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13.06.2011
Running for fun




Last Saturday morning some 700 runners gathered in Bendern, Liechtenstein to embark on a grueling race to pay homage to our running ancestors.  The 12th annual Liechtenstein Alpine Marathon takes runners from the small town of Bendern, known for producing Malbuner cured ham to the town of Malbun where the meat traditionally comes from. Runners start with a nice flat run from Bendern to the Rhine, which they follow to the capital of Vaduz. From Vaduz the alpine part kicks in with an ascension of 1800 to Malbun. 

 

The weather forecast during the week leading up to the event was never promising. The prognosis called for rain, but then it had so often called for rain at the weekend and the weather was brilliant. Getting up at 4:30 am on Saturday, the rain was coming down torrentially in Zurich. However, by the time I set out from my flat it had ceased to rain and the sky was opening up in the west. A good omen I thought to myself and I ran for the train. The temperature was also quite mild and I thought the nice weather would follow me to Liechtenstein.

 

Enjoying a great Swiss breakfast of Birchermüesli that I had prepared the night before I was at once excited and nervous about my second alpine marathon. I had only run one marathon so far this year and hadn’t done any mountain tours so the elevation had me a little worried, too. I looked out the window and saw that tears of rain were rolling down the windows. Evidently it was still raining. After a train and two buses I arrived in Bendern with my best friend, set to run her first alpine half-marathon.

 

Arriving in Bendern we saw a handful of runners warming up and many more ducked under the eaves of buildings trying to avoid getting wet before they had to. Before you run a marathon it’s always a good idea to go to the toilet. On my way to the most high-tech porta-potty I stepped into a huge puddle and my feet were already soaking. So much for staying dry.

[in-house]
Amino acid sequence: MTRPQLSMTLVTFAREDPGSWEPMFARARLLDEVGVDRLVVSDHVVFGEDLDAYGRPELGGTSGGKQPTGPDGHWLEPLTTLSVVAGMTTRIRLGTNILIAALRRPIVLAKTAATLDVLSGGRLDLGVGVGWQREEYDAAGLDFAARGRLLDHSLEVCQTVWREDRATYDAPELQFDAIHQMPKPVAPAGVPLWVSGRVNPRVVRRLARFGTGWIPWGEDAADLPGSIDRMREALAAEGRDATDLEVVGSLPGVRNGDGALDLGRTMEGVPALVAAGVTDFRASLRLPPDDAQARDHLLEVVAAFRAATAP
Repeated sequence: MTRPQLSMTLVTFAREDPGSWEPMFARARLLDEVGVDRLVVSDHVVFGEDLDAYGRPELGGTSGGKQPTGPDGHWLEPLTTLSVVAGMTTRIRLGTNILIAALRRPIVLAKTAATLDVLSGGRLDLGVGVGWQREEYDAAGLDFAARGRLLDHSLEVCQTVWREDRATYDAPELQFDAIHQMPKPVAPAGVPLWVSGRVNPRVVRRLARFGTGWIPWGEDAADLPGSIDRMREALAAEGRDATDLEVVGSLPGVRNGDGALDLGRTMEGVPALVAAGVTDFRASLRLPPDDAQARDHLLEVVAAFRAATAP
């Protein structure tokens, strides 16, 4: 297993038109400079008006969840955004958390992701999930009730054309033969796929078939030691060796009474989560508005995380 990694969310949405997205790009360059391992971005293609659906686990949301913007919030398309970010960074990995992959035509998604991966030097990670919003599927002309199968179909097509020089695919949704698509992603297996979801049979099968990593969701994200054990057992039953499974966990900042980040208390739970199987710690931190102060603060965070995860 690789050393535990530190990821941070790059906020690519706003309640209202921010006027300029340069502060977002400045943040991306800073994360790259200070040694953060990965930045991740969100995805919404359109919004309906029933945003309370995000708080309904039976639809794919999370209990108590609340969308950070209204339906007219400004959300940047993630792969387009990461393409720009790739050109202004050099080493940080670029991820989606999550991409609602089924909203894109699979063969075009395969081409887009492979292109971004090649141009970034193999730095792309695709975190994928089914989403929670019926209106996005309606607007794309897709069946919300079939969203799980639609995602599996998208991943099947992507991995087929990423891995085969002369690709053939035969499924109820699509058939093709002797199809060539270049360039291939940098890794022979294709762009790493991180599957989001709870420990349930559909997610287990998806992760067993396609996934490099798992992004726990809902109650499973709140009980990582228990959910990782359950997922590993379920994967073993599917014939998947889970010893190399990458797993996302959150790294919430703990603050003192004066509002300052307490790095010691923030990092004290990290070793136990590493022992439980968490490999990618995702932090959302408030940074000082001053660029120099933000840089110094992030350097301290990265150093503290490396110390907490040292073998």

At exactly 9 am the gun fired and the 700 runners started off on their way. Most people were going at a healthy trot. Keeping energy in reserve for the climb is vital. As we made our way towards the Rhine we had to dodge lake sized puddles that had built up over the past few days of rain. Running along the Rhine it was still amazing to see how low the actual water levels were.

 

Arriving in Vaduz marked the end of the flat run. From here it went up. Already many people were asking themselves what they were thinking. As we passed the Prince’s castle overlooking Vaduz the climb continued. In the woods the rain lightened thanks to the protection of the trees, but we entered a think fog and the massive exodus of people in the forest made the run feel more like a scene of some post apocalyptic film than a marathon.

 

Going up a steep hill gives you two options. If you’re practiced and disciplined it means small light steps bouncing off the front of your foot. If that doesn’t work for you you’re better off power hiking. At these points there is hardly anyone running, except when they feel short bursts of energy that allow them to pass a few runners.

 

Getting out of the forest the rain seemed to come down even heavier and the rise in in altitude meant that the temperature dropped. At some points I could hardly feel my arms. After reaching the Silum we descended to Steg, the end of the LGT Half-Marathon Plus. The increase in tempo had us loosen up again and blood started to flow into our arms, but the mud was slippery and each step had to be calculated.

 

In Steg we were greeted by cheering friends, which gave me that little bit of energy to move it up a notch for the last 17km. The ascent to Sassförkle was tough, but the rain was letting up so many people were happy. Coming over Turna you could hear the people in Malbun, but it was not a simple descent into the town but a high tour around the town of 5km hearing the finishing times and names of racers the entire way.

 

Crossing the finish line I was relieved and very happy to have run it. I love running, rain or shine, flat or hills, it feels great to get out there. Though I always want to run better than I did in the past, I never look at other runners as my competitors, but rather as my companions. If you ever go to watch a mountain marathon one thing you’ll find is that many of the marathoners are happier upon finishing than in city marathons. It might be because they are tougher and more trained, but I think it is because most people who do mountain marathons just love to run. Running makes them happy.

Written by: Christian Langenegger, co-founder of Marathon Sprachen 



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